Oliver Hartwich: New business think-tank headby Morgan.J
With his genuine talent for upsetting people – including political leaders – new business think-tank head Oliver Hartwich is guaranteed to start making his presence felt.
If New Zealand think tanks have been running on empty in recent years, they are about to get an injection of fuel. Oliver Marc Hartwich is a high-octane German import brought in to head the New Zealand Initiative – a new ideas shop for economic policy, which replaces both the Business Roundtable and the New Zealand Institute. It is the merger of two organisations with opposite problems. Since the departure of its first director, David Skilling, the New Zealand Institute has lacked profile and scale. The Business Roundtable, meanwhile, has struggled to remain relevant to a new generation of business leaders, and to the public in general.
Into the somewhat barren environment of New Zealand economic debate – which often consists of business versus unions – comes Hartwich, a precise and colourful economist with impeccable credentials and a genuine talent for upsetting people. He has just finished four years as a researcher at the Centre for Independent Studies (CIS) in Australia – a right-wing think tank that has a lot in common with the Business Roundtable. Before that, he was chief economist at a British think tank, Policy Exchange, which was once described by the Daily Telegraph as “the largest, but also the most influential, think tank on the right”.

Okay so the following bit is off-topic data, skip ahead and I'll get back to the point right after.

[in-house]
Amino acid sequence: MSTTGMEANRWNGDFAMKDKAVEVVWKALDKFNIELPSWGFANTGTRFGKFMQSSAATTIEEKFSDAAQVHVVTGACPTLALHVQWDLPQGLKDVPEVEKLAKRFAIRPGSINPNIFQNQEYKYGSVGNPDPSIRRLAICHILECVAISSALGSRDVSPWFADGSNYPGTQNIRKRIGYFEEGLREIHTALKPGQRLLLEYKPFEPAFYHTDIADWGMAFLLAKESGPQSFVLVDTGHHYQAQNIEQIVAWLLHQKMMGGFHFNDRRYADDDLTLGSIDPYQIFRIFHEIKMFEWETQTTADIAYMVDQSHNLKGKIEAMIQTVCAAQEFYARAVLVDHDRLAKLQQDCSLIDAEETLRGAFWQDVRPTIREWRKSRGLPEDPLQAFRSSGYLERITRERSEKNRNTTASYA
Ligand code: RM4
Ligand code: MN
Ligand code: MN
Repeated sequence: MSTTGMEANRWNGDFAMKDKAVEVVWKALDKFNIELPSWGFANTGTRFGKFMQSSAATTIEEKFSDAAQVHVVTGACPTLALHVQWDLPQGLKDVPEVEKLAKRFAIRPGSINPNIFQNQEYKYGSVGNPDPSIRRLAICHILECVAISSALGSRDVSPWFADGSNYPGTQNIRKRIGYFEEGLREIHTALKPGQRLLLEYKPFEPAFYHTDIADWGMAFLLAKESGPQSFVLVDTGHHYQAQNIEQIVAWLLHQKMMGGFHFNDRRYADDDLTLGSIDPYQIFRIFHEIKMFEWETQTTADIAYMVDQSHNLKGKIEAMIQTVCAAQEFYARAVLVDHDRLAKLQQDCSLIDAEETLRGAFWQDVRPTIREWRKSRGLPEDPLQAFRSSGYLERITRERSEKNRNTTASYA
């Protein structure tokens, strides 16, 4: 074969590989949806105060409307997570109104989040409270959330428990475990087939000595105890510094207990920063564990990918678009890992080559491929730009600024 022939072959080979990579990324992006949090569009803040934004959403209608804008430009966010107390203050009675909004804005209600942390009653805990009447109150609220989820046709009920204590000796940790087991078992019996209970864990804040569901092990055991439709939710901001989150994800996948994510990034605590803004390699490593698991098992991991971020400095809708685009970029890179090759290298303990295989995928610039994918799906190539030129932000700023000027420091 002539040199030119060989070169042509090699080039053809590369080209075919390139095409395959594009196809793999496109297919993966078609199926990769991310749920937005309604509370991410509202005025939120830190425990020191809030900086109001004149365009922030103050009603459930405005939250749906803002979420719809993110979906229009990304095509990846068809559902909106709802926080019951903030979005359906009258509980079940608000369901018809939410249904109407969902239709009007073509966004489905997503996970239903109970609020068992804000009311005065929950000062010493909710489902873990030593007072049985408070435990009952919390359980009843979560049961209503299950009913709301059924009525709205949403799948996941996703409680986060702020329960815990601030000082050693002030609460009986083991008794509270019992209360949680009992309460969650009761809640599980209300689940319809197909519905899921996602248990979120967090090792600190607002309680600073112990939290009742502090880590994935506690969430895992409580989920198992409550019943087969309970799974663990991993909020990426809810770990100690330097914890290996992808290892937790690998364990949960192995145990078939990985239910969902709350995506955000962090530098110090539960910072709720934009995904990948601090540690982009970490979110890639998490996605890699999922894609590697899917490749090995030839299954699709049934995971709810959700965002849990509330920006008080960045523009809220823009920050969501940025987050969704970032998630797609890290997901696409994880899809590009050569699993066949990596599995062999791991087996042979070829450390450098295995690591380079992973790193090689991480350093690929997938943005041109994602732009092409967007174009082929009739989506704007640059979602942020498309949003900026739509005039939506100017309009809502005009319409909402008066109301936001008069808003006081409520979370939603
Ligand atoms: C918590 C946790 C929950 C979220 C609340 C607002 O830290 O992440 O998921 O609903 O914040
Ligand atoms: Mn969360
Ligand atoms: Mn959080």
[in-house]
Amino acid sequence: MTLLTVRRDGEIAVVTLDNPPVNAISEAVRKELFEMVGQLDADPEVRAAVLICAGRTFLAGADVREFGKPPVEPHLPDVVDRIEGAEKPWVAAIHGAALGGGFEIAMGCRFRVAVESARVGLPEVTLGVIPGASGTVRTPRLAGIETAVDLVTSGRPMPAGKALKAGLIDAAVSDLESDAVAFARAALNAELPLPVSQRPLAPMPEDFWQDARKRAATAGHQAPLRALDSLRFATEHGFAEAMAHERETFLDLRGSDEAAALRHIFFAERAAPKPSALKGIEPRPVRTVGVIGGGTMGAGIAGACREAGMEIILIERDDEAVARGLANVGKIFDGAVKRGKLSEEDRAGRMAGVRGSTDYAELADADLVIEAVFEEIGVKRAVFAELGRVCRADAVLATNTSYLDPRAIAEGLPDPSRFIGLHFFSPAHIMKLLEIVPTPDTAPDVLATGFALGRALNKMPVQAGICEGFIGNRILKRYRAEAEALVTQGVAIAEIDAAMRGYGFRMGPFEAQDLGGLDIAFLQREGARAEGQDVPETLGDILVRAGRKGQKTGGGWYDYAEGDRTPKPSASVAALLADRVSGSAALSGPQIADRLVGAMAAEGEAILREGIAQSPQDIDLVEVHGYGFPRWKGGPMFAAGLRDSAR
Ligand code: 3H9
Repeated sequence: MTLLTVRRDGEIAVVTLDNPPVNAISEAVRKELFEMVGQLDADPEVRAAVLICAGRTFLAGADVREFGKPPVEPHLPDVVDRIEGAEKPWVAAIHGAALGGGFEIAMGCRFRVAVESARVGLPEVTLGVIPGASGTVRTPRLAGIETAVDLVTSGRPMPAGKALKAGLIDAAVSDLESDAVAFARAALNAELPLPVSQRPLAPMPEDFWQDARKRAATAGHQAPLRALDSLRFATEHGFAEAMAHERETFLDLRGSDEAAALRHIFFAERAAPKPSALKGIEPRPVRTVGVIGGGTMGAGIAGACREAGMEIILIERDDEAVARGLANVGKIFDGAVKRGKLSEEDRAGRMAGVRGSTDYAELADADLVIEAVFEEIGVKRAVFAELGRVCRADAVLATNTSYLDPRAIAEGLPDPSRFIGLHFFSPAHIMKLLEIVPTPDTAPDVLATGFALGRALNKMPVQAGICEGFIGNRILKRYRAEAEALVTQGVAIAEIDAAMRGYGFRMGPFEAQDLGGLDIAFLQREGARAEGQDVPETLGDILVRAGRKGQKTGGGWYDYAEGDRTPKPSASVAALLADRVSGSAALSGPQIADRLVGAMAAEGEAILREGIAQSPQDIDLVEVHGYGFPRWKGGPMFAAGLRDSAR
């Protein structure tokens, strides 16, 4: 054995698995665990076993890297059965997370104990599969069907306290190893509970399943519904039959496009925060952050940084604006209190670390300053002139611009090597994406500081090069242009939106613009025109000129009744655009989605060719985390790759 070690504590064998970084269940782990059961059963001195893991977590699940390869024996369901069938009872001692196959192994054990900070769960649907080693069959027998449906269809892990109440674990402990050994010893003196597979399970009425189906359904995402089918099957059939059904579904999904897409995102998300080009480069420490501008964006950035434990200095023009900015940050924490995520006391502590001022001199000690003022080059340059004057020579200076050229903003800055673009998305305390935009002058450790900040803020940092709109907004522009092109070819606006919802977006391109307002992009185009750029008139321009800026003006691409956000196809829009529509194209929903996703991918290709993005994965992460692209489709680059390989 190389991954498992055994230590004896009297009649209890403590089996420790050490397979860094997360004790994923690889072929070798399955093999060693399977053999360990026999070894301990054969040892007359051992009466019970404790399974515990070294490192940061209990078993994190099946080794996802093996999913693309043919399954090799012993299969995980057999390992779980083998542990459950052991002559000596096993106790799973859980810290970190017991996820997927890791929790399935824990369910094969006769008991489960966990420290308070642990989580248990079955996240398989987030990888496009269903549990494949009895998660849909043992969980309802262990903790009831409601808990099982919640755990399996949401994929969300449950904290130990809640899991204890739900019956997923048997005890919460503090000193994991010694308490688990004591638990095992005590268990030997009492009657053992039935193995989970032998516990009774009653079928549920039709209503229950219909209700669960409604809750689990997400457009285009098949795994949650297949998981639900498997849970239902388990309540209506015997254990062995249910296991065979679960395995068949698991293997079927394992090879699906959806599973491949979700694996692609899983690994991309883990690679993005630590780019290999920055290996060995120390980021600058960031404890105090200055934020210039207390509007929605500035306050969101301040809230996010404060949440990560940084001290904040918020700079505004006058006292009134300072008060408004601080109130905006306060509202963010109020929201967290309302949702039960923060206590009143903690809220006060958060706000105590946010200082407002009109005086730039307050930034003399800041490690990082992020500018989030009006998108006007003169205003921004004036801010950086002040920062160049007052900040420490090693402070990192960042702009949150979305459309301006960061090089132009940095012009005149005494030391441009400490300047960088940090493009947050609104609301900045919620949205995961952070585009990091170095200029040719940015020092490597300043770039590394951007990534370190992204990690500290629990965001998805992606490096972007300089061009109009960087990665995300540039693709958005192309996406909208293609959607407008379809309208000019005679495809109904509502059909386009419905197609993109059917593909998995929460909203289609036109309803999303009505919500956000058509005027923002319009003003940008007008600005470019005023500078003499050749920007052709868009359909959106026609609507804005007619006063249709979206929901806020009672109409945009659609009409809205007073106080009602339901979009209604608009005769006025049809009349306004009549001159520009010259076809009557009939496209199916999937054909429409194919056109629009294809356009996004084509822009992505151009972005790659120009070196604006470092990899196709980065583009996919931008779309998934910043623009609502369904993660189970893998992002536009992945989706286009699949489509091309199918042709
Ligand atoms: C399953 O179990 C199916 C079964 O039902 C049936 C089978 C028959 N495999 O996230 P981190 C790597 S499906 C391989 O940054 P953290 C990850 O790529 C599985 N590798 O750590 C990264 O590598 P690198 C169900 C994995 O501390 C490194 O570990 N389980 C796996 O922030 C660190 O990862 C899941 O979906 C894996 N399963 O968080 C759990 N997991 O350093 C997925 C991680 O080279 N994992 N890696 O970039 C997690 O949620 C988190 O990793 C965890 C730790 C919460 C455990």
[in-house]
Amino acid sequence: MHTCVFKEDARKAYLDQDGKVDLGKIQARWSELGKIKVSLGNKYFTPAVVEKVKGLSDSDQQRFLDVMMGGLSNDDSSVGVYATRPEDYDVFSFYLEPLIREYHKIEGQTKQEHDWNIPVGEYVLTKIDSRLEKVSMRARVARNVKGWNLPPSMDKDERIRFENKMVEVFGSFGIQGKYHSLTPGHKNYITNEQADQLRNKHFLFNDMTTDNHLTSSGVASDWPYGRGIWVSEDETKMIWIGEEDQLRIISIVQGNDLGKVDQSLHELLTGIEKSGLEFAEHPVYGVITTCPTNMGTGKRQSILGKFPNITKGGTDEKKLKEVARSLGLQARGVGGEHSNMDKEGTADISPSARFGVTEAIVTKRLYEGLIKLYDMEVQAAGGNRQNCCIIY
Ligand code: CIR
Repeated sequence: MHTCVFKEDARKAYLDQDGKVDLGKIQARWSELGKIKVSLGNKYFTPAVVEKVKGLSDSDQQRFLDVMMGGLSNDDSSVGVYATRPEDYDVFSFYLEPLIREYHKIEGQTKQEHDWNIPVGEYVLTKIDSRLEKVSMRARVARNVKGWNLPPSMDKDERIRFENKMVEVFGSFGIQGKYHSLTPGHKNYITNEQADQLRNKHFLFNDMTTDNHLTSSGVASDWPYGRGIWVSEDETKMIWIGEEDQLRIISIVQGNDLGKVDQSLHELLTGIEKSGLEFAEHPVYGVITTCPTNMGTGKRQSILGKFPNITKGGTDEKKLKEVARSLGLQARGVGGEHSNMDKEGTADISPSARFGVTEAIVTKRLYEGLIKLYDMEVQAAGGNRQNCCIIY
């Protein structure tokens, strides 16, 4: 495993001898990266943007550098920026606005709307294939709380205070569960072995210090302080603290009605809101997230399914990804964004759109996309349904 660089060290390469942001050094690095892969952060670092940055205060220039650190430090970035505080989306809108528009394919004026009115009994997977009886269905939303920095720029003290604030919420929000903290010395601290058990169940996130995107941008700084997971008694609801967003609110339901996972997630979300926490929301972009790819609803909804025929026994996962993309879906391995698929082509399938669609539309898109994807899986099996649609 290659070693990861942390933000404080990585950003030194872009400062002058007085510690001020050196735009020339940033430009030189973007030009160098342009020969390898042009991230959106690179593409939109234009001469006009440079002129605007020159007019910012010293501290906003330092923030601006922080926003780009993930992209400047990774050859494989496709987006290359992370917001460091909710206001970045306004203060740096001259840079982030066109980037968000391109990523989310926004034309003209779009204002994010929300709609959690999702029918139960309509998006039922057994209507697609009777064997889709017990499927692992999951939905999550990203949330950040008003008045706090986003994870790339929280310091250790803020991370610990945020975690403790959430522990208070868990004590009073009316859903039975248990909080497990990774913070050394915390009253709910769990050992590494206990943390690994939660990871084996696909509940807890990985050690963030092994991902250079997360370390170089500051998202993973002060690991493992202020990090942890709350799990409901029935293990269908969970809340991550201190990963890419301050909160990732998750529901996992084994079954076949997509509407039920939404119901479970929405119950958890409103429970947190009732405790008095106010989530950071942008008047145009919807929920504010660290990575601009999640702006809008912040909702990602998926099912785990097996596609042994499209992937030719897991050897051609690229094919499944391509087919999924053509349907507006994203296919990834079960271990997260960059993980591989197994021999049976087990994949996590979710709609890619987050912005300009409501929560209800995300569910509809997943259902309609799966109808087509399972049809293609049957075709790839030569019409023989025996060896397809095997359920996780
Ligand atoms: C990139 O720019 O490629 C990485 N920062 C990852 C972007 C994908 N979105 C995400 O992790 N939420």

But if his record in Britain and Australia is anything to go by, it seems highly likely he will be loved and loathed in equal measure in New Zealand. He was ushered out of Britain in 2008 with this parting remark from Tory leader David Cameron: “I gather he is off to Australia. The sooner he gets on the ship the better.” The Policy Exchange had been a favourite of Cameron’s. But then Hartwich and his colleagues wrote a report called “Cities Unlimited”, which caused great offence in the north of England by suggesting vast amounts of money had been wasted trying to revive cities such as Liverpool, Hull and Sunderland.